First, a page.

How to combat break-week burnout

Break week came and went in the blink of an eye, as it always had. I did some reading, but I mostly took the opportunity to get some rest and pick up extra hours at work. I hardly felt rejuvenated afterwards. “Break-week burnout” was something I noticed within myself. According to an article published by […]
Madi Ivan-Feldcamp

Break week came and went in the blink of an eye, as it always had. I did some reading, but I mostly took the opportunity to get some rest and pick up extra hours at work. I hardly felt rejuvenated afterwards. “Break-week burnout” was something I noticed within myself.

According to an article published by the Canadian Journal of Higher Education in 2018, the fall break week was initially adopted by McMaster University in 2015, in response to several student suicides. The goal was to “provide students with a meaningful reprieve during a strategic moment in the course of their studies to improve academic performance and mental health and well-being.”

In other words, the point of the break week, also known as the reading week, is to catch up on all the work students may have procrastinated on or been overloaded with.

In my experience, it isn’t a guaranteed stress-reliever.

The same article mentions a national survey performed by the American College Health Association on the health of post-secondary students. Ninety per cent of Canadian post-secondary students said they felt overwhelmed and 13 per cent had suicidal thoughts within the last 12 months, despite universities across Canada implementing the fall break to combat these pressing issues.

There’s no doubt that feeling stressed and overwhelmed is consistent for most students, regardless of a break week. Many students use the reading week as a literal break, and although this is fine, it tends to be quite jarring once they return on Monday and get back to work.

“The break week isn’t a break – it’s a study week,” says Ahmed Elbadri, Algonquin College Student Success Specialist. “Students treat it like it a break, and they are less motivated to work during that week. When they return, they’re trying to compensate for what they’ve procrastinated.”

Although the break week – or, study week, as it should be addressed – is helpful in providing this time to catch up, it doesn’t amend the problem with stress and feelings of burnout among students.

If a student uses the break week to study and do their work, then the stress might be less when they return; the momentum from before the study week continues on and propels them back into classes again. But the burnout lingers because it feels like a missed opportunity to relax, especially if students chose to work.

If a student doesn’t use the study week to their advantage, it can have detrimental results.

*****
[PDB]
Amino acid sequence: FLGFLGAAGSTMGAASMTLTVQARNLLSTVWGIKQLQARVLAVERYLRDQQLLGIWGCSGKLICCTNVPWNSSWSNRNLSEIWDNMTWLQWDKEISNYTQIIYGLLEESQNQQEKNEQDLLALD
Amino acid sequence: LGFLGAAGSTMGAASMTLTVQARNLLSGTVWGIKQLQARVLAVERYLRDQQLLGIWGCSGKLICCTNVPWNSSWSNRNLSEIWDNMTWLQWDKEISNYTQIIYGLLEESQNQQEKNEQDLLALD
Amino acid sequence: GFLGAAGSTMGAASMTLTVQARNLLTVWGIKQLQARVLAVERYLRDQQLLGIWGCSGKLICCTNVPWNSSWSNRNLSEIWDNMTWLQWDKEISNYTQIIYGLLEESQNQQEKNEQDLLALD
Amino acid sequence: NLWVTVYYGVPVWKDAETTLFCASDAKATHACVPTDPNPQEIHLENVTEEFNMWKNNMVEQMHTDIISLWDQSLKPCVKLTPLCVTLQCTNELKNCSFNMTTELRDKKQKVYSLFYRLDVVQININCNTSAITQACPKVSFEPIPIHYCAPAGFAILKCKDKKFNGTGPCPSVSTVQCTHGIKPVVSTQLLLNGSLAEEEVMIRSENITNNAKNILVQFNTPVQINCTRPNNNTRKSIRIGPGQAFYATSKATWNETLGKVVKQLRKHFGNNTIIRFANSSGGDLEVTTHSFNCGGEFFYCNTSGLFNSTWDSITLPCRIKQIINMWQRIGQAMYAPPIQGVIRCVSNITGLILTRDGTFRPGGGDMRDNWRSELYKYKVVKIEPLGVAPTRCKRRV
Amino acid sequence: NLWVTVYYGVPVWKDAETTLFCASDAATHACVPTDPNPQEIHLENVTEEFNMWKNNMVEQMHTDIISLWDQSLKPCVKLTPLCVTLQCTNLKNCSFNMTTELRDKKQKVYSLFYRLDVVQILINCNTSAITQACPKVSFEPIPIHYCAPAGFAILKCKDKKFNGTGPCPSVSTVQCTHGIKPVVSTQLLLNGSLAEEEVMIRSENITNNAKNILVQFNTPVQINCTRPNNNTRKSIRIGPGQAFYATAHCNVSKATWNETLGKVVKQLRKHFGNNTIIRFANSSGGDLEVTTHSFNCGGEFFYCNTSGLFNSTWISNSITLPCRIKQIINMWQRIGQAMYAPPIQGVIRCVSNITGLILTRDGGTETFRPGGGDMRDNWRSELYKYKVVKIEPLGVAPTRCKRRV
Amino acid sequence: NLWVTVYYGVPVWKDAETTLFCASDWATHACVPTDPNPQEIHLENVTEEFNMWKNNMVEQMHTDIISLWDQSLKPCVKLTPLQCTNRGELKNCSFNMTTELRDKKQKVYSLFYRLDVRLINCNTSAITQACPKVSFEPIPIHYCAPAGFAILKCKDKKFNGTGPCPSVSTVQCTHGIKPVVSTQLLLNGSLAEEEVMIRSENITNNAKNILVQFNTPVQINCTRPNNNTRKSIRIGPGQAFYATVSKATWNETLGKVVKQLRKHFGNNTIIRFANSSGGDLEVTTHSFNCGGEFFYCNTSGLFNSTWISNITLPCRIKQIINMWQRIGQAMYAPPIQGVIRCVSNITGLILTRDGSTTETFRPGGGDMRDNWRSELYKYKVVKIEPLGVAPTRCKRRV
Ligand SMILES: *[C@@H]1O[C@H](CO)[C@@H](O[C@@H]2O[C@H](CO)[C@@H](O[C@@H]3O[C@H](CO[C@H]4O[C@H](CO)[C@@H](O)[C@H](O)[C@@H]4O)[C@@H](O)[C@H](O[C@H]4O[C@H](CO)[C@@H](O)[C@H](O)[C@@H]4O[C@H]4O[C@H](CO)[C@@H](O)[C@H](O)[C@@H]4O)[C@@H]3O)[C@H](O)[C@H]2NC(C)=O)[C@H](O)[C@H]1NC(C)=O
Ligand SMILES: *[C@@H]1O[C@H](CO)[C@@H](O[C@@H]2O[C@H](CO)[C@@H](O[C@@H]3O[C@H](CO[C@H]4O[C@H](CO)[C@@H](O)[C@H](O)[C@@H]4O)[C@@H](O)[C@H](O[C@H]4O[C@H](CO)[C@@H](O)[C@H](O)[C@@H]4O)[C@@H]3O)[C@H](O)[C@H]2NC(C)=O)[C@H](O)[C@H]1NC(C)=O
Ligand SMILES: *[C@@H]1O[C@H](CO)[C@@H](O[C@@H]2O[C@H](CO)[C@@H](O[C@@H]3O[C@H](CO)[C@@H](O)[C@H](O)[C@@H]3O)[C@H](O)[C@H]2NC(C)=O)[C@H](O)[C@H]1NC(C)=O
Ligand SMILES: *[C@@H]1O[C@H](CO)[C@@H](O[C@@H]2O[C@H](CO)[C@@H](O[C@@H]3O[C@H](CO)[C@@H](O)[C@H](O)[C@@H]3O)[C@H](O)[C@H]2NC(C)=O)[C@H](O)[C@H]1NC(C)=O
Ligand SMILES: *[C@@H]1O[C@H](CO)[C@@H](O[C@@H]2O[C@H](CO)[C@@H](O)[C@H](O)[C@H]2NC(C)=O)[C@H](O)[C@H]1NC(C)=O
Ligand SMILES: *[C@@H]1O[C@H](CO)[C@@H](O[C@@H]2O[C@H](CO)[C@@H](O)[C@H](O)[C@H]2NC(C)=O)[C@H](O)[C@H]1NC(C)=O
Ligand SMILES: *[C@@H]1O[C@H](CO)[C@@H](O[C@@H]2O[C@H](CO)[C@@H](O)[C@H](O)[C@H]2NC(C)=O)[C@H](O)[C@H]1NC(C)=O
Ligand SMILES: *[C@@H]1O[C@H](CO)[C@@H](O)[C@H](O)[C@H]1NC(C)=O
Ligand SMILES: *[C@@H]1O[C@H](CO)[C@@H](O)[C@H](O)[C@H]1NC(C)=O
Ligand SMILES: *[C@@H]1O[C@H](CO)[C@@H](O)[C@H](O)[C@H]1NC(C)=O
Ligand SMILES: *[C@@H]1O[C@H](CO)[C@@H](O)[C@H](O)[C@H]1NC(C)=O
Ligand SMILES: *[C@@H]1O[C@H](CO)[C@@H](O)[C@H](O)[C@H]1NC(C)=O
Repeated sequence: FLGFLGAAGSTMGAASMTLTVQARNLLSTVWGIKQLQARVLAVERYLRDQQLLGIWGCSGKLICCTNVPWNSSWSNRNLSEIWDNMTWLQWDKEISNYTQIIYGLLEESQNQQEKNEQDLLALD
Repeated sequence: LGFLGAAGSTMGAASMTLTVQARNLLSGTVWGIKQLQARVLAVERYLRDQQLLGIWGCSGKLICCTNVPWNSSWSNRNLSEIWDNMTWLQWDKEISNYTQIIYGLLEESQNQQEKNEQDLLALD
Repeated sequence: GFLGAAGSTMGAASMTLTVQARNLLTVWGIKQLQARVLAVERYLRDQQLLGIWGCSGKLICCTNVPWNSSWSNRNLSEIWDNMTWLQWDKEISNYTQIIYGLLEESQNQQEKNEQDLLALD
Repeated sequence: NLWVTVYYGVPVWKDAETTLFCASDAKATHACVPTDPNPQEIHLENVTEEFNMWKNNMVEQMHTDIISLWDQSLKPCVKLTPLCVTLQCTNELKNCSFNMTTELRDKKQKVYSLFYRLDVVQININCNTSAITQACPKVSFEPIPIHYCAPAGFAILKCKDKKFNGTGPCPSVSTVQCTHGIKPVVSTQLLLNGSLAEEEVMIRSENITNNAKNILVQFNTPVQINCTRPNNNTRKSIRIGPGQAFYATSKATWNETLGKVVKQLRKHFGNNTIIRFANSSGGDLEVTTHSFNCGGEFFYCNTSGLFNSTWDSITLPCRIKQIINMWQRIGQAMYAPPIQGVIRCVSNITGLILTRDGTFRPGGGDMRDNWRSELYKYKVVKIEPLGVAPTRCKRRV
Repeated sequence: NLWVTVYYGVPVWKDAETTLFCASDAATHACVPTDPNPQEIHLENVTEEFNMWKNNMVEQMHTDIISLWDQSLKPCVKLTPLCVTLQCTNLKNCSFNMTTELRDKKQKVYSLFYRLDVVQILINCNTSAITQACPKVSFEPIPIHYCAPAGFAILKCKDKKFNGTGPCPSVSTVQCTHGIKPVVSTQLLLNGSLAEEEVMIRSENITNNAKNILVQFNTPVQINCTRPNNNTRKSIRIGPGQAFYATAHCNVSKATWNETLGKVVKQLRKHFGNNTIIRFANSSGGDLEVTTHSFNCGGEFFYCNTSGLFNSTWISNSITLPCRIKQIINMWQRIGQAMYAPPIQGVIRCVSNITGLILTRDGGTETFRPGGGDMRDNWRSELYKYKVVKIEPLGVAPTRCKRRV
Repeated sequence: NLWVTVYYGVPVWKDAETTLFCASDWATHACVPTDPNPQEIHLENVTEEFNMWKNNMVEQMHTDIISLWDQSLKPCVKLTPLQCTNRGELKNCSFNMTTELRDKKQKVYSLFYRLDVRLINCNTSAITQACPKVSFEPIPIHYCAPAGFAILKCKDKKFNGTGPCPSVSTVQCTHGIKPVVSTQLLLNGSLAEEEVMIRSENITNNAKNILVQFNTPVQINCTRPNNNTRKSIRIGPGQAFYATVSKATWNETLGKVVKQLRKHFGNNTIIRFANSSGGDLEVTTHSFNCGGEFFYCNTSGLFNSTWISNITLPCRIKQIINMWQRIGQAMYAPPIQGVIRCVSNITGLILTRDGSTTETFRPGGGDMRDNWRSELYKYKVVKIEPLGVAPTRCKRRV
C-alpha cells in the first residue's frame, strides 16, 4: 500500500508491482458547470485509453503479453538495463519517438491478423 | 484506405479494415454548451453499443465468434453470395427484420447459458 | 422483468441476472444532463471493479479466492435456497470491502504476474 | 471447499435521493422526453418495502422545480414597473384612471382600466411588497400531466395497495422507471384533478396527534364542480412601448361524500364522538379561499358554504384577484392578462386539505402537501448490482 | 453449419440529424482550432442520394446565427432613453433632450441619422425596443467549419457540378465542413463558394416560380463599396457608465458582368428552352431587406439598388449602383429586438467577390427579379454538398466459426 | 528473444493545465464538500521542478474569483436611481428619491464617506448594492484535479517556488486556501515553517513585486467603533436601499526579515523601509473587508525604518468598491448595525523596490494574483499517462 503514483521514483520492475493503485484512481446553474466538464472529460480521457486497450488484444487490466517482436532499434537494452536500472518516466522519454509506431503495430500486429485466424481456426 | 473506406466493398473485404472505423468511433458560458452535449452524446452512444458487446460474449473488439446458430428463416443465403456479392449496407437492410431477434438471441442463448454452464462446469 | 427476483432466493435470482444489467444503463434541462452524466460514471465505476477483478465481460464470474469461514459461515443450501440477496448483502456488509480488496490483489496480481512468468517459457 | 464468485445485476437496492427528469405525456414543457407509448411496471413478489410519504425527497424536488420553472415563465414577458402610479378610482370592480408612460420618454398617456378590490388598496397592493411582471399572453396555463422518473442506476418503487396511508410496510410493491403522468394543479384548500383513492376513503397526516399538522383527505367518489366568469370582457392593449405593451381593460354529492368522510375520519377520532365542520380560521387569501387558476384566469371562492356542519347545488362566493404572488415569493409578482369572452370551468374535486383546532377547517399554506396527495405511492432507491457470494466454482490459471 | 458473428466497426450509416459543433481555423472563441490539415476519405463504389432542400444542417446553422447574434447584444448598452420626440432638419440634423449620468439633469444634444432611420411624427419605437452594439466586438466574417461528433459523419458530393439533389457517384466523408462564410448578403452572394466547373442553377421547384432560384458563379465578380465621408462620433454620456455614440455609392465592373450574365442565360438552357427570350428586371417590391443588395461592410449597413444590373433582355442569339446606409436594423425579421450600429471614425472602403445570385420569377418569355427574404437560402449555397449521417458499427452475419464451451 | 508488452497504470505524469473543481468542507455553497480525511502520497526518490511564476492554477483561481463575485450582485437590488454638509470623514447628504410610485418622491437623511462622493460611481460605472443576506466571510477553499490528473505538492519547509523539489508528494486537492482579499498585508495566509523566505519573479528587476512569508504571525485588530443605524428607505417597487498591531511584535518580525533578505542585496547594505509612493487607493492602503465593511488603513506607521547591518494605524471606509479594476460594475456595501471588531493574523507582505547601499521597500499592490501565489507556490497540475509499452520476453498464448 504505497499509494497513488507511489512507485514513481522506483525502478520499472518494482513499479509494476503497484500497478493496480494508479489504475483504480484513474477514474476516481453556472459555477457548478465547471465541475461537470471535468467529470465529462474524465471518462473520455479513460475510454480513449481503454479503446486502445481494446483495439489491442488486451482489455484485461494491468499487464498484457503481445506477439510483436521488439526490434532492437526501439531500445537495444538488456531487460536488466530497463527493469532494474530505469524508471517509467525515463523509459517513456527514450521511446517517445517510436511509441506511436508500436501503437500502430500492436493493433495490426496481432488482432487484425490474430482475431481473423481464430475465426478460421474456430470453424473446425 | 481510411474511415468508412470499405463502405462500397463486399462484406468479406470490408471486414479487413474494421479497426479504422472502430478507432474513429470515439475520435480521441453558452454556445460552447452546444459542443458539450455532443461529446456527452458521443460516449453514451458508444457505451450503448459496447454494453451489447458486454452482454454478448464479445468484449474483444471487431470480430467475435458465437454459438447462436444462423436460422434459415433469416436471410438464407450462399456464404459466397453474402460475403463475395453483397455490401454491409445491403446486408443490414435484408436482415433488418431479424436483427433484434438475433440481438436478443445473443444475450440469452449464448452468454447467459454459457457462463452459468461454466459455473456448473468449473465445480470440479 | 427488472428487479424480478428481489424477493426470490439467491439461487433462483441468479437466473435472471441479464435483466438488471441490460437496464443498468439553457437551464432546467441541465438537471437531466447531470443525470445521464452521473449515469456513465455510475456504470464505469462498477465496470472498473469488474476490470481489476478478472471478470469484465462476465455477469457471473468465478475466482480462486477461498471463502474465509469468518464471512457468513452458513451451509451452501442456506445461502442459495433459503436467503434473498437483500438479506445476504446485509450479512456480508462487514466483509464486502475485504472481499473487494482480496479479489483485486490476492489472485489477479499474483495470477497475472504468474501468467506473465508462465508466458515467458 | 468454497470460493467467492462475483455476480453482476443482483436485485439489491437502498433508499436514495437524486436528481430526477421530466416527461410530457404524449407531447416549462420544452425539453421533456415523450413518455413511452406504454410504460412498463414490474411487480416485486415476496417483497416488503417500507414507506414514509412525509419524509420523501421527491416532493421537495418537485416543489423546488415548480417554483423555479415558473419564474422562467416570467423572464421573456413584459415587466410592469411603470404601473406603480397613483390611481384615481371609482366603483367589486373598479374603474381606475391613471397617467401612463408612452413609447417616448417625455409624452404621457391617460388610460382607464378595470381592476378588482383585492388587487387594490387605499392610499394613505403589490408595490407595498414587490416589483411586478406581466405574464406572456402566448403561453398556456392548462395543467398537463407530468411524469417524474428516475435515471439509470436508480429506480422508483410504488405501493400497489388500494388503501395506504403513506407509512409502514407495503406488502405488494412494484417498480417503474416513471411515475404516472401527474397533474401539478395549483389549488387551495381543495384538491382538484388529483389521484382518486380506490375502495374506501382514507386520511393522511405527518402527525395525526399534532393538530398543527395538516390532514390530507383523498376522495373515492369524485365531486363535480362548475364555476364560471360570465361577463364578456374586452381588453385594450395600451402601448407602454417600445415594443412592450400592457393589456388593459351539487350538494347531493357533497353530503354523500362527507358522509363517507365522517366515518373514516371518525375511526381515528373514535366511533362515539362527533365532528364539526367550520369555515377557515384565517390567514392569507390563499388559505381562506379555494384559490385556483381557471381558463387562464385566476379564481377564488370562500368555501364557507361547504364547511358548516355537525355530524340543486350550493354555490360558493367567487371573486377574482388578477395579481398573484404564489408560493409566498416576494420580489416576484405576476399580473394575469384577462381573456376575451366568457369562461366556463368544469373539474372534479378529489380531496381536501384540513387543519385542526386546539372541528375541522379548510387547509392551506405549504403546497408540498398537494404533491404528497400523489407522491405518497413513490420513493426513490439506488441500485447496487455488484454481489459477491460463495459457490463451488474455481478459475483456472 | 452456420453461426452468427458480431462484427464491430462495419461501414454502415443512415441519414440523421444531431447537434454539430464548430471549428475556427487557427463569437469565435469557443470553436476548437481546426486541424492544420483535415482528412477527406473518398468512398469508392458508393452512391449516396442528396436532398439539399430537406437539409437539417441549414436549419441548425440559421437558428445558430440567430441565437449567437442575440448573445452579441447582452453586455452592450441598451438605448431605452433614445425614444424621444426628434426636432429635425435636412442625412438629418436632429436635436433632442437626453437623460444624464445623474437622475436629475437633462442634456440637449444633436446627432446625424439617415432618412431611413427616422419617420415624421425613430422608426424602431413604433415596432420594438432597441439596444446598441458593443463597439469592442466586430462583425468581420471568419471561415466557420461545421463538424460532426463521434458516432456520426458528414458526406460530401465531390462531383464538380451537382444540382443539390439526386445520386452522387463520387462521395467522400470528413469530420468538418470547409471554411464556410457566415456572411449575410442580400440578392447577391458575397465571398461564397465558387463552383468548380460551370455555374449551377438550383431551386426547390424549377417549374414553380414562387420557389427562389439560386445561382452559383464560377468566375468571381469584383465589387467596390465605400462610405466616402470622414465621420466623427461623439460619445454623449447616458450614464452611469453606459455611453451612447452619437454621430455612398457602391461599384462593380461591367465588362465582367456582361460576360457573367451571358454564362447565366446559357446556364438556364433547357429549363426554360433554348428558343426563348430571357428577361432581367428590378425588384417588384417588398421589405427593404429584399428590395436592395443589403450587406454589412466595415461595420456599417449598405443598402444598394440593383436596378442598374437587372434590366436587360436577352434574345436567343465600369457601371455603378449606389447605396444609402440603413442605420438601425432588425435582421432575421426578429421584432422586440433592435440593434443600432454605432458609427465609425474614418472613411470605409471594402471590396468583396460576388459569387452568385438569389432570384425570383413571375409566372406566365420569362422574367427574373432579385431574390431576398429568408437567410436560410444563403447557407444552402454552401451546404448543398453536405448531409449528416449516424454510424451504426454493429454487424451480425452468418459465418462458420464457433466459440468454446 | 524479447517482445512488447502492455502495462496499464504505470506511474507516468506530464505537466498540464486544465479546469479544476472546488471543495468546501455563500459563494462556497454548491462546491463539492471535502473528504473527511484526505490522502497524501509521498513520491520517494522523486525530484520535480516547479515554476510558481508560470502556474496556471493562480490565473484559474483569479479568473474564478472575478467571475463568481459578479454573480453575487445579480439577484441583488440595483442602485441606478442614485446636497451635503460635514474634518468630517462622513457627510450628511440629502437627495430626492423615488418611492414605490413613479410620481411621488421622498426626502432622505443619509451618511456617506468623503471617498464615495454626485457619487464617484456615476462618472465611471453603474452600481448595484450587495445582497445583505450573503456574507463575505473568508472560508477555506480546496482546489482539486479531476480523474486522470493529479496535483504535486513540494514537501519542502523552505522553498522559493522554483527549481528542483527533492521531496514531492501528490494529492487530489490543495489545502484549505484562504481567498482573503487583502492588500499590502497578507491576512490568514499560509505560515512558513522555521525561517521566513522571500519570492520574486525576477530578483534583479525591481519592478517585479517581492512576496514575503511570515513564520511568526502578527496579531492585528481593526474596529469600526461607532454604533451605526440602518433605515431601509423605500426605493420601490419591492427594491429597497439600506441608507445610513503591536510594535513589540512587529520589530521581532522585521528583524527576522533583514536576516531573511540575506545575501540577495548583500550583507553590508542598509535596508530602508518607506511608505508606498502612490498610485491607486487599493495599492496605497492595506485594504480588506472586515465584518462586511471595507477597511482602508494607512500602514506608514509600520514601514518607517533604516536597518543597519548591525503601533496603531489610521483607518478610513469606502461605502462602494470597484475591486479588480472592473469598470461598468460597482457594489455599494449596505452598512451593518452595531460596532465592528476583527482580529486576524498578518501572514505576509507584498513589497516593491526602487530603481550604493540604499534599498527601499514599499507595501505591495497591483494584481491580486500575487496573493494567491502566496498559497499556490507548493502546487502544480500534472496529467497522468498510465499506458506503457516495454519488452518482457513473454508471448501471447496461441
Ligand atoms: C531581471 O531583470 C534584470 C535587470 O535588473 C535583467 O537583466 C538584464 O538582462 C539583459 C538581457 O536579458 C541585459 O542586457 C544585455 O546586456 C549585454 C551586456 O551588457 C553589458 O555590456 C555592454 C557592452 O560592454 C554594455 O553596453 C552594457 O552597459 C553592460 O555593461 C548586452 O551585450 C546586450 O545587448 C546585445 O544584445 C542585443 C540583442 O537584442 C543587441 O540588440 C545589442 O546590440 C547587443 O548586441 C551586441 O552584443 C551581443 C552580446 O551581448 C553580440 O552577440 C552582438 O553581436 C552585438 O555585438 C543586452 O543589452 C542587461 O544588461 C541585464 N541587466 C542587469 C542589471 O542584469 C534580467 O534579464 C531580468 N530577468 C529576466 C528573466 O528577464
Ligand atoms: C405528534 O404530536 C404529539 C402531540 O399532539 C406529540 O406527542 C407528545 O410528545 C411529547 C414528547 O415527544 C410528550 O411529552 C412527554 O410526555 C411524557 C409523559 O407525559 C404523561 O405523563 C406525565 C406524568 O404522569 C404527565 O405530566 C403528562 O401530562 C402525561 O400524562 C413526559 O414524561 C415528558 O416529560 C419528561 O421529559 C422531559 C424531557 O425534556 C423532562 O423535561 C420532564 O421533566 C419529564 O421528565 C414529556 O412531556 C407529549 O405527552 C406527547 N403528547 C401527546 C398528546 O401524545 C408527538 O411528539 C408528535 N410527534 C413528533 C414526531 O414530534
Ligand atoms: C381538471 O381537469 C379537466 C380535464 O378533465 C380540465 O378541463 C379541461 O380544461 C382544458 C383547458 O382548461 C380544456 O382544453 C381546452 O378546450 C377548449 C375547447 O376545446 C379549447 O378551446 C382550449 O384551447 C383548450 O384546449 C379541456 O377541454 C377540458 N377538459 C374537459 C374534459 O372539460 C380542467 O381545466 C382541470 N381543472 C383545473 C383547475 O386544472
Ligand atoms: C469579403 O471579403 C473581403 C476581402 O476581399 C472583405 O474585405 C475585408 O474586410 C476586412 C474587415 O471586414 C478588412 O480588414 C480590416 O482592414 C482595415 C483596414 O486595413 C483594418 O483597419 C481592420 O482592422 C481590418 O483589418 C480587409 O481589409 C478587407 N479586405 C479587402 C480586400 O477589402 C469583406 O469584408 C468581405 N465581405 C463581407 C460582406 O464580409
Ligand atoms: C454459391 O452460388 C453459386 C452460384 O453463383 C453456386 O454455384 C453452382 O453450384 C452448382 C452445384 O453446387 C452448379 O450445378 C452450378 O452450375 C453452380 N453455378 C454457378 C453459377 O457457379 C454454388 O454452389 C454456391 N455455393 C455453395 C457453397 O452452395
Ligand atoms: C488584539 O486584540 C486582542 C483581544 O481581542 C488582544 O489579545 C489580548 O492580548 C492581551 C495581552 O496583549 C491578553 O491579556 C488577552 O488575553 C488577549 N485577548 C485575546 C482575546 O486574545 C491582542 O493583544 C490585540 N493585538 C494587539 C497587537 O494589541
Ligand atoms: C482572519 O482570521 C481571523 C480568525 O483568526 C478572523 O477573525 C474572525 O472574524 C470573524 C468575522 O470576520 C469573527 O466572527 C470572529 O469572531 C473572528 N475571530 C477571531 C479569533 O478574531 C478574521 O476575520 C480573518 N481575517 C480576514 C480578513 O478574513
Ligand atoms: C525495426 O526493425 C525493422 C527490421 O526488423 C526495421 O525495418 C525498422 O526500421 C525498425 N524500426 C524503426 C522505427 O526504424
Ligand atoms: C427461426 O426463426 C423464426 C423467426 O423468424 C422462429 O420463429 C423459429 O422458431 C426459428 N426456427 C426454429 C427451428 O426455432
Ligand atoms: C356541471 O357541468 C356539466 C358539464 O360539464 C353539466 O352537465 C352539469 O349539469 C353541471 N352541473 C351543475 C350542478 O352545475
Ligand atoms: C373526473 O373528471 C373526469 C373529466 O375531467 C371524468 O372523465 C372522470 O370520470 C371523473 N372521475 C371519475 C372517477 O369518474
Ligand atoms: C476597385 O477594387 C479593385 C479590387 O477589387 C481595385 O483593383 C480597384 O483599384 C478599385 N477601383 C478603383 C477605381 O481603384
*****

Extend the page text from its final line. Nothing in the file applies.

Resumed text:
“The break week is a make it or break it week for some,” Elbadri explains. “Will the student succeed?”

Sometimes, students drop out after the break. Maybe the workload becomes too much, and the guilt, shame and mental struggle of falling behind starts to catch up. Once there’s a break, everything stops and the relief of a week of silence is embraced. Then, on the following Monday, the noise starts again, and it sucks. I felt that way when I failed out of two first semesters of college a few years ago.

“Students feel like they’ve already lost, but that’s not true,” Elbadri says. “The discomfort goes away once you reach out. It is a huge relief. When professors and staff reach out to you, it’s not because they have to. It’s because they care. We want students to succeed.”

It isn’t easy to combat negative feelings while getting an education, but as students, it’s our responsibility to allocate time to properly address our schoolwork, while maintaining some semblance of mental health. If students decide to treat the study week like a break, then they must face the music on Monday, and the stress of those procrastinated assignments starts to bubble up all over again.

“A moment in my life made me confront a lot of things,” Elbadri says, “People hit rock bottom for things to click in their mind, and not everyone knows how to be self-sufficient.”

This lack of self-sufficiency seems to be the root of all evil. Speaking from experience, I had to learn how to keep an agenda and manage my time – this is still something that I’m actively working on, and something I highly recommend adopting.

Elbadri says the key to addressing workload issues is following the SMART acronym: Goals should be specific, measurable, attainable, realistic, and time-related. Write these thoughts down so you can see them.

The purpose of a study week is to help students reduce stress, by allowing them time without classes and new assignments so they can read, think and catch up on their school work. Let’s not think of it as a break week, or a “make it or break it” week. Let’s consider it a “meaningful reprieve” to address all concerns, from assignments to mental health.

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